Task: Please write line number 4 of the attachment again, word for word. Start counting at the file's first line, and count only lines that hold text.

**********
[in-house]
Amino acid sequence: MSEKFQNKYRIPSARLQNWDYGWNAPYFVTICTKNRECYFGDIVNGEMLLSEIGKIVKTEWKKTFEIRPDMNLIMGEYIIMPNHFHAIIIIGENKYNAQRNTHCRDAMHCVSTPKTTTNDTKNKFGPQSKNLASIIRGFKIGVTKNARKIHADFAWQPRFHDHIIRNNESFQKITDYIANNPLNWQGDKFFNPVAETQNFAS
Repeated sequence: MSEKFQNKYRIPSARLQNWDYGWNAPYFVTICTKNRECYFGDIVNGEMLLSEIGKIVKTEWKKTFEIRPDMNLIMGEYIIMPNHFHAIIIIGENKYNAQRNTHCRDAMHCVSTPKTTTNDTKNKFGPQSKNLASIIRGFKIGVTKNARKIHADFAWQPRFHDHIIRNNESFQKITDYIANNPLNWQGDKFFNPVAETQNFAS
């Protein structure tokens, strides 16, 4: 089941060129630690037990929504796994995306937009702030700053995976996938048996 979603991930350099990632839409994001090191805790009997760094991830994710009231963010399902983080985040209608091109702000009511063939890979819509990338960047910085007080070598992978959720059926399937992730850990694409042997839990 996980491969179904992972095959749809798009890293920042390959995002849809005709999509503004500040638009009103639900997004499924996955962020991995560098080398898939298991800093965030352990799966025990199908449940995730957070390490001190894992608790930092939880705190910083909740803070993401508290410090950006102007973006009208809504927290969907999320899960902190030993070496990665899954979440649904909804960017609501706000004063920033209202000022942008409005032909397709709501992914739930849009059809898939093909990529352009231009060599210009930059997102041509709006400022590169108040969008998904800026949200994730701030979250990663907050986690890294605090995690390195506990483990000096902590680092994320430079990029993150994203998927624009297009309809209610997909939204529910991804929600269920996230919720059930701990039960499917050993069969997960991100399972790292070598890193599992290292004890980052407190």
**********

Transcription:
């Protein structure tokens, strides 16, 4: 089941060129630690037990929504796994995306937009702030700053995976996938048996 979603991930350099990632839409994001090191805790009997760094991830994710009231963010399902983080985040209608091109702000009511063939890979819509990338960047910085007080070598992978959720059926399937992730850990694409042997839990 996980491969179904992972095959749809798009890293920042390959995002849809005709999509503004500040638009009103639900997004499924996955962020991995560098080398898939298991800093965030352990799966025990199908449940995730957070390490001190894992608790930092939880705190910083909740803070993401508290410090950006102007973006009208809504927290969907999320899960902190030993070496990665899954979440649904909804960017609501706000004063920033209202000022942008409005032909397709709501992914739930849009059809898939093909990529352009231009060599210009930059997102041509709006400022590169108040969008998904800026949200994730701030979250990663907050986690890294605090995690390195506990483990000096902590680092994320430079990029993150994203998927624009297009309809209610997909939204529910991804929600269920996230919720059930701990039960499917050993069969997960991100399972790292070598890193599992290292004890980052407190």